Now I can’t say that I’m a 100% TDD practitioner since I’m still learning how to write tests before code effectively, but I’ve already seen the improvements in design in my code many times over just by merely writing unit tests. At this point I'd say half of my tests are written first, and the other after are after the fact.

I’ve been through many phases of writing unit tests, it it took me a long time to get it right (and I’m sure I have tons more to go).  It takes some experience to figure out how to properly write unit tests, and as a by-product how to make classes easily testable.  Code quality and testability go hand-in-hand, so if you find something difficult to test, it’s probably because it was badly designed to start.

The first time I was introduced to unit testing in a work setting was when I was writing C++…and man it was ugly, not because it was C++, but because everything was tightly coupled and everything was a singleton.  The fixture setup was outrageous, and it was common to ::Sleep(5000) to make tests pass.  Needless to say, my first experience with unit testing was extremely painful.

After a job switch and back to the C# world, I started reading more blogs, listening to more podcasts, and experimenting more.  I was given a project to prototype, and for phase 1 it was an entirely DDD experience with I got the opportunity to experiment with writing unit tests the “proper” way with dependency injection and mocking frameworks.
Unit tests are easy to write when you have highly decoupled components.
Prototype was finished, and now I was back on the main project, and given a critical task to complete in 2 weeks.  I had to modify a class which was 10,000 lines long, which has mega dependencies on everything else in the project.  Anything I touched could potentially break something else.  And of course…no unit tests whatsoever.  I like challenges and responsibility – but this was close to overkill.  This thing produces revenue for the company daily so I really don’t want to mess anything up.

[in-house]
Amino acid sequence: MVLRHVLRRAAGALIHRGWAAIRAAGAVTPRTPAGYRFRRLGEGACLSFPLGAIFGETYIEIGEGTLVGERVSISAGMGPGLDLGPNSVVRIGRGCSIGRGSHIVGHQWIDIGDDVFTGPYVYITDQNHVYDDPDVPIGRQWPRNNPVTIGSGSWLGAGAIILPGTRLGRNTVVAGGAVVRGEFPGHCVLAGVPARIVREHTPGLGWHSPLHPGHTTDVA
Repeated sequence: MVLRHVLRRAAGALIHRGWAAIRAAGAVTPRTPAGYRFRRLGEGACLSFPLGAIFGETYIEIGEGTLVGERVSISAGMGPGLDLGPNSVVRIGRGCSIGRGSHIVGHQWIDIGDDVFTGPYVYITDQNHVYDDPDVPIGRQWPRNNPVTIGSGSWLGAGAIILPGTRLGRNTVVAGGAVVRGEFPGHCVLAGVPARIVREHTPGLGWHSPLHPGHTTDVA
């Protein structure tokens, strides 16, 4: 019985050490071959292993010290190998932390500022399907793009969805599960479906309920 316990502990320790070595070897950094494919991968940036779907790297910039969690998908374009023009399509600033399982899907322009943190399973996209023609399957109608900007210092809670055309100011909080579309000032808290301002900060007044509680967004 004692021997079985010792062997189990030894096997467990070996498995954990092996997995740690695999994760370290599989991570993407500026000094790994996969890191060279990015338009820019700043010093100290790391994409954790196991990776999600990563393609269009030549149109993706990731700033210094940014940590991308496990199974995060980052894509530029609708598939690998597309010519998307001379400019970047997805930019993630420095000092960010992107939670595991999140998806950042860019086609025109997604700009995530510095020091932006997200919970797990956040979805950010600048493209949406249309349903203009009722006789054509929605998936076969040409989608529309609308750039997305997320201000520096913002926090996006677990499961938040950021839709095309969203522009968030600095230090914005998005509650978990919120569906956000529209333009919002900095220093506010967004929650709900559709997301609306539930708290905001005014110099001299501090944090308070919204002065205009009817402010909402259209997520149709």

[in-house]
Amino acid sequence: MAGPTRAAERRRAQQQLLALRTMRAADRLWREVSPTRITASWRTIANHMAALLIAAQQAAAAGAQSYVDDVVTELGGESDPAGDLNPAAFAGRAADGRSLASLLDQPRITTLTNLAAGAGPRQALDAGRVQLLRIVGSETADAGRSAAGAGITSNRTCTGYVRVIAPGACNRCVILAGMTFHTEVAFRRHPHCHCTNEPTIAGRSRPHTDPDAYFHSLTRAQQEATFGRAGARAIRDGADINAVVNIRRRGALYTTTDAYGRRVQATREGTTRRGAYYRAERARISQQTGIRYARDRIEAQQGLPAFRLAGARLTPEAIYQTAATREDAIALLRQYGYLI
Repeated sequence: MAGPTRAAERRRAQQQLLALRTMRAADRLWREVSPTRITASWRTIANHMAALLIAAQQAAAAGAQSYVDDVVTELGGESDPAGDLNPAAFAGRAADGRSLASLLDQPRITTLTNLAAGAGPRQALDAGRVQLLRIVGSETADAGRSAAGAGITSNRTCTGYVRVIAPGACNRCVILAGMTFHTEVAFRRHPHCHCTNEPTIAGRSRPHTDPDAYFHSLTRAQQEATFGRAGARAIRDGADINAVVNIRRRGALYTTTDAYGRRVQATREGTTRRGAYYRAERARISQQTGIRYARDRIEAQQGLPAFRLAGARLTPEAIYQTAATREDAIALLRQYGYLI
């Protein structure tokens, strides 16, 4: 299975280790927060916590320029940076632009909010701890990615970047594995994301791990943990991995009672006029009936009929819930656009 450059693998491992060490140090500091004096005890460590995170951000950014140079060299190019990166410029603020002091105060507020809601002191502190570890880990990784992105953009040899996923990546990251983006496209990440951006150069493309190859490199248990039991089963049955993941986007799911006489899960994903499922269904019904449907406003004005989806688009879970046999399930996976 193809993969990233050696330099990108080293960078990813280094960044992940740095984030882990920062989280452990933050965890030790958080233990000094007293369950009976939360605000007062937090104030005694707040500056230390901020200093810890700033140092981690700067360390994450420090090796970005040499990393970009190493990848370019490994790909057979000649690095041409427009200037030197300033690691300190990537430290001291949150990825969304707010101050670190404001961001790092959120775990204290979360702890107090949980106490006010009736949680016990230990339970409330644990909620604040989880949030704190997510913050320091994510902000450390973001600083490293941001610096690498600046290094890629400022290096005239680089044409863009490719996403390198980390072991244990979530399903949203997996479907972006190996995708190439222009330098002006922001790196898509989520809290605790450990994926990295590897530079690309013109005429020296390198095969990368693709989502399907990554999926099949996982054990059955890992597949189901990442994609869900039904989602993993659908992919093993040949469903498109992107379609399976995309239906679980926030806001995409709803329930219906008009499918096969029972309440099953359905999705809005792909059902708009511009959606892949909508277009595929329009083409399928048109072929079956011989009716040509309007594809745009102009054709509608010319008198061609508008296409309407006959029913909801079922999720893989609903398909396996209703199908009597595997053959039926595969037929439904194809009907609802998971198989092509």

First thing I realized was that there’s no way I could possibly write any unit test for something like this.  If the class file was 10,000 lines long, you can imagine the average line count for methods.

And of course, the business team didn’t make things easy on me by asking that this feature be turned off in production, but turned on for QA.  So, the best option was to refactor the existing logic out to a separate class, extract an interface, implement the new implementation, and swap between the 2 implementations dynamically.

After 4 days of analyzing and reading code to make sure I have a very detailed battle plan, I started extracting the feature to a new class.  The first iteration of the class was UGLY.  I extracted out the feature I was changing to a separate class, but the method names were archaic and didn’t have any good “flow” to them.  I felt that I had to comment my unit tests just so whoever’s reading them could understand what’s happening, which brings up a point.
If you need to comment your unit tests, you need to redesign the API
It took many iterations and refactoring of the interface to get it to the point where I found acceptable.  If you compared the 1st batch of unit tests to the last batch of unit tests it is like night and day.  The end result were unit tests which typically followed a 3-line pattern of setup/execute/verify.  Brain dead simple.

The last thing to do was to reintegrate the class into the original class.  For this I was back to compile/run/debug/cross-fingers, but I had full confidence that whenever I called anything in the extracted class it would work.

An added benefit is that I didn’t add another 500 lines of code to the already gigantic class.  Basically, in summary:

  • Get super mega long legacy code class files
  • Extract feature into separate file as close to original implementation as possible (initially will be copy-paste)
  • Run and make sure things don’t die
  • Write unit tests for extracted class (forces you to have a better understanding of the code modifications, and the requirements)
  • Make sure unit tests cover all possible scenarios of invocation from original class
  • Start refactoring and redesigning to better testability, while maintaining all previous tests
  • Done!  Repeat as necessary!